Archive for May 28th, 2010

No data exist in isolation

Friday, May 28th, 2010 by Antonio Manzalini

 

Understanding the functioning of brain network is one of the grand challenges of Science: many methods have been applied to analyze and study its structure and function. Interest is clearly motivated by the fact that the some general principles of brain functioning seem to govern also other complex networks, including social, biological and communications networks.

 

In principle, a brain network can be modelled as graph representing activities in the brain, where the vertices represent anatomical regions and the edges their functional connectivity. Functional magnetic resonance imaging (fMRI) has been used to extract data about how networks of neurons are performing tasks. In these experiments the activity of the brain is measured, in time steps of a few seconds, in data associated to a number of “voxels” of dimension of about 27 mm3. Data are organised in correlation matrices (also with Multidimensional Scaling techniques) to see where there is a correlation among the variables. A correlation matrix can describe correlation among M variables: it is a square symmetrical MxM matrix with the (ij)th element equal to the correlation coefficient r_ij between the (i)th and the (j)th variable.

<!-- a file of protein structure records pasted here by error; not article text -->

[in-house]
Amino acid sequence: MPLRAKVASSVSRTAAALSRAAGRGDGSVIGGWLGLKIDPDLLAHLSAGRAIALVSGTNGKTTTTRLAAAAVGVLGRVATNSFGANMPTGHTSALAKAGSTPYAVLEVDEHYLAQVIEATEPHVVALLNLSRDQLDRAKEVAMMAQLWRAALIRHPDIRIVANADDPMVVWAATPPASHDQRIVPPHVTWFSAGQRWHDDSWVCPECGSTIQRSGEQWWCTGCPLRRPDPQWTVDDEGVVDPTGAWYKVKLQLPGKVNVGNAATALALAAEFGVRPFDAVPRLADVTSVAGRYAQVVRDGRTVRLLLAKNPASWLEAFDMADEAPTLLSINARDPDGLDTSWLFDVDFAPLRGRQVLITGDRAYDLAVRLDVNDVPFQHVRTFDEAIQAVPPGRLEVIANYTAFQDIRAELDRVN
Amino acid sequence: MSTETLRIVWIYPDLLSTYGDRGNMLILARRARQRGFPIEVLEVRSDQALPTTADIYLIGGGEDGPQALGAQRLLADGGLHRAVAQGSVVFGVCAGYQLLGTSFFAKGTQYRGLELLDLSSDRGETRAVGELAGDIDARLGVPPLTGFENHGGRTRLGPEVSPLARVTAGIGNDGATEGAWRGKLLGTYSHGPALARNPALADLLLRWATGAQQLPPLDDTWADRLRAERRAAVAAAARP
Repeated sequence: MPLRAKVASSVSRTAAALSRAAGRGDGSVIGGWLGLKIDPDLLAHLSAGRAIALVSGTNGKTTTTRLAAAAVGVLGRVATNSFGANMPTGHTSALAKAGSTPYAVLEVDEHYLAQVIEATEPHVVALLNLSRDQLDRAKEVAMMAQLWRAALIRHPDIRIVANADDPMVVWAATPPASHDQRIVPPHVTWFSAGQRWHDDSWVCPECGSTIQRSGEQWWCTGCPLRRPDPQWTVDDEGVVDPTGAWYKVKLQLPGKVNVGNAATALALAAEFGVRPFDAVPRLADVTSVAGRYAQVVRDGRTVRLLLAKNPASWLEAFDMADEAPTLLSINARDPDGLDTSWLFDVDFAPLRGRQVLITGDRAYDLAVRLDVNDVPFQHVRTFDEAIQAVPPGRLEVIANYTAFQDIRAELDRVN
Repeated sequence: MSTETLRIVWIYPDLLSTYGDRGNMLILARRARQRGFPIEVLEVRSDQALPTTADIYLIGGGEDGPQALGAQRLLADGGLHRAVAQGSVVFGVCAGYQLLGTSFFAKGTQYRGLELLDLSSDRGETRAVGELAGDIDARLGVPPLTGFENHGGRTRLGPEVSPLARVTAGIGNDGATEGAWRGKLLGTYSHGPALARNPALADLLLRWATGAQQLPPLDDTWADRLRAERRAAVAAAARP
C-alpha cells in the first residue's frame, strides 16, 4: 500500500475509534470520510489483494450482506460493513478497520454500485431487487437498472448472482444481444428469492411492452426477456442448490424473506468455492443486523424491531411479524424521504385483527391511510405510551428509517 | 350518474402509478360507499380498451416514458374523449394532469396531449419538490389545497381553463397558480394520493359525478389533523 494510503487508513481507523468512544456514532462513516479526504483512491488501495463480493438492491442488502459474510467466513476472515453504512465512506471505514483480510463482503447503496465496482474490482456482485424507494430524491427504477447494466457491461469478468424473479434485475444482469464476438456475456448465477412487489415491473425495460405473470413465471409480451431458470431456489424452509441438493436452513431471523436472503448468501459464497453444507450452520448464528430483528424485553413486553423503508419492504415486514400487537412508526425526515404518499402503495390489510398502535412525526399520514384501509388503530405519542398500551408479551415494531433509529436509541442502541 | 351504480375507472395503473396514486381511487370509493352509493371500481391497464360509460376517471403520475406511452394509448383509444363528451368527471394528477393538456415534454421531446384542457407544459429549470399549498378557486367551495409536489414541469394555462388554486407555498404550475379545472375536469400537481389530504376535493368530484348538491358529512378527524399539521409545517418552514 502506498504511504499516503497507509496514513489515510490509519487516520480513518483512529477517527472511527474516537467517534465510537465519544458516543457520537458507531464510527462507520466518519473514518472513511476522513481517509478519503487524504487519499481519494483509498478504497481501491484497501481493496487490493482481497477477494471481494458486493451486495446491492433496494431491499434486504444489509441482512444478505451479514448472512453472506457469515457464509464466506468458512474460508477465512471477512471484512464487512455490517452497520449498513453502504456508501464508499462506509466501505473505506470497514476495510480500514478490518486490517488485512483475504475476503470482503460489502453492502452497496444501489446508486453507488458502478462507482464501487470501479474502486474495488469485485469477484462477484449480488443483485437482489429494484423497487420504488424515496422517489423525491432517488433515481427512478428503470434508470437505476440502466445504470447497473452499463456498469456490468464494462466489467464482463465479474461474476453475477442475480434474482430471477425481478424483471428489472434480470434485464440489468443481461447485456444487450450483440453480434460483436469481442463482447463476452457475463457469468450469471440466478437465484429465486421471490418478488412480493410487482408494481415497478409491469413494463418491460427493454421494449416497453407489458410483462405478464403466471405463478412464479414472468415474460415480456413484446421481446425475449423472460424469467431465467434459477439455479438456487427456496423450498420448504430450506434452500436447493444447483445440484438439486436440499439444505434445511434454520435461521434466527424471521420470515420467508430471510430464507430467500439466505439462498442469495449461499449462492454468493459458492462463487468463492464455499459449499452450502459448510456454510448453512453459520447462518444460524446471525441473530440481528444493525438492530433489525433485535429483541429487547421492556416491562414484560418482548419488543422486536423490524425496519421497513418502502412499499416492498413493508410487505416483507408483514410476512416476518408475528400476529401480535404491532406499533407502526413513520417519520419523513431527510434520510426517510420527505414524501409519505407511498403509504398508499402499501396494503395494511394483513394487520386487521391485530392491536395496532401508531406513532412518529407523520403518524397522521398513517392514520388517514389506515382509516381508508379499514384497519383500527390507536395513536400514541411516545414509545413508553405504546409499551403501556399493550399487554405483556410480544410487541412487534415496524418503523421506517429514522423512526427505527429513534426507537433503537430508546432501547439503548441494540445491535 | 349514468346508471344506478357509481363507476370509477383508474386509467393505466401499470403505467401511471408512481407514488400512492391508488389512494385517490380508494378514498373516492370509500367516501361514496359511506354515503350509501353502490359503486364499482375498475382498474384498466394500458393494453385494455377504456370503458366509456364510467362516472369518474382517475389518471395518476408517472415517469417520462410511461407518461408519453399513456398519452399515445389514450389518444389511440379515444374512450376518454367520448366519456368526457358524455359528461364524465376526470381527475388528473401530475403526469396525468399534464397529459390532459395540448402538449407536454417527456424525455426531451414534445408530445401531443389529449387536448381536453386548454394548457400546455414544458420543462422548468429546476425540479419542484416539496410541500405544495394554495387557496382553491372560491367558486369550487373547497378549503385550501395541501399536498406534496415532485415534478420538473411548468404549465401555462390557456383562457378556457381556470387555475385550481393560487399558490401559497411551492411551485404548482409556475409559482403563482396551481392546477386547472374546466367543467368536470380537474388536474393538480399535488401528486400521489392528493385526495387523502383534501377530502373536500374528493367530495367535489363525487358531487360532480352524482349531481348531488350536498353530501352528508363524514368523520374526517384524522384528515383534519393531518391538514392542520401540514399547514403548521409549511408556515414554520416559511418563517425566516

Over the last two decades, said data analysis techniques have transformed neuroscience: some scientists are even claiming they can identify the brain regions responsible for musical ability, food preference, fairness and even skills by analysing and correlating voxels data.

 

Also the recent explosion in gene expression experiments has generated a large amount of data to be correlated: think about The Cancer Genome Anatomy Project (CGAP), a program of the National Cancer Institute (NCI) that is researching the molecular patterns changes occurring when a normal cell is transformed into a cancer cell or the relationships between the gene expression profile of a tissue and the pattern of its neighbours.

 

These are just two example where the capabilities of correlating data have an incredibly high impact value. Analysing interconnectivity is so fundamental to understanding the behaviour of any complex networks.

 

Also Telecom Operators have huge amount of data, still to be leveraged: in this sense, methods and techniques adopted by neuroscience and genomics can provide valuable lessons learnt.